If big government is "conservative," then exactly what is the conservative critique of liberalism? Where is the fundamental substance of disagreement? When conservatives abandon their critique of big government, the debate with liberalism becomes complex and confusing. Ordinary Americans are no longer presented with a conservative politics that is simple and coherent, and are easily attracted to another simple and coherent argument: Gimme, gimme, gimme.

The failure of Bush's "compassionate conservatism" is that, in abandoning a critique of big government, Republicans were left with no domestic-policy argument except cultural squabbles (e.g., Terri Schiavo) and, "Hey, isn't the economy great?" It's interesting to ponder whether this stance would have failed sooner, had it not been for 9/11, which allowed the GOP to win the 2002 and 2004 elections on the question of which party could best fight Islamic terrorism. But as the public wearied of (or changed its mind about) that issue, and as the economy soured, the GOP discovered it had no domestic argument at all.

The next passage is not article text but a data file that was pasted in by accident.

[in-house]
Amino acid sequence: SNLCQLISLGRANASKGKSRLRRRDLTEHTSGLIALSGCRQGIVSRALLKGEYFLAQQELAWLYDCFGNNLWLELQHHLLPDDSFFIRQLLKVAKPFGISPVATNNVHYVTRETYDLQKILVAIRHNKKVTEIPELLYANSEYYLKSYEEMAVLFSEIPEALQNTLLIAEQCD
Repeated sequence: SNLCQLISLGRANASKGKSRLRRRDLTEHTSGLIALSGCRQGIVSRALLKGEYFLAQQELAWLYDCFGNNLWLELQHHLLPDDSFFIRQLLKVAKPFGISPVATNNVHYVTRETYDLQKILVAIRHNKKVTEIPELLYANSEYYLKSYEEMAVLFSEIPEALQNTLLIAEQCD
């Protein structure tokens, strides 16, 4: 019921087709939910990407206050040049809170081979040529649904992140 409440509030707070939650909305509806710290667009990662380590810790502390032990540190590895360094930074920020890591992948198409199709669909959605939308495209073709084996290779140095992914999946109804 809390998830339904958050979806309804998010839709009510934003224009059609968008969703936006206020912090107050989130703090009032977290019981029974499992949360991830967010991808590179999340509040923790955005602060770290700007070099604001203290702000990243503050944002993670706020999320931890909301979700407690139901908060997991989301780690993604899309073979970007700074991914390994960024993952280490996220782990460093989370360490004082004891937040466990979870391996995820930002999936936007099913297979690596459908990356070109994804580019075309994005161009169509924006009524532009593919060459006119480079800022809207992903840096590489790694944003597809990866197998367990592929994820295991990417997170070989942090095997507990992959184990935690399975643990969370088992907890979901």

If we are going to have big government no matter who wins the election, why not vote for the party that has been advocating big government all along?

Grover Norquist likes to talk about the "Leave Us Alone Coalition" -- that solid conservative constituency which stands resolutely against big government. The task of conservative commentators ought to be to persuade more people to join the "Leave Us Alone Coalition." If Ross Douthat wants to attack the "Leave Us Alone Coalition," he thereby makes himself an enemy of the only conservatism that can ever hope to exercise influence in American politics.

1 comment:

  1. There's a distinction though -- about which Douthat is not explicit: "redistribution as a result" and "redistribution as an ideal."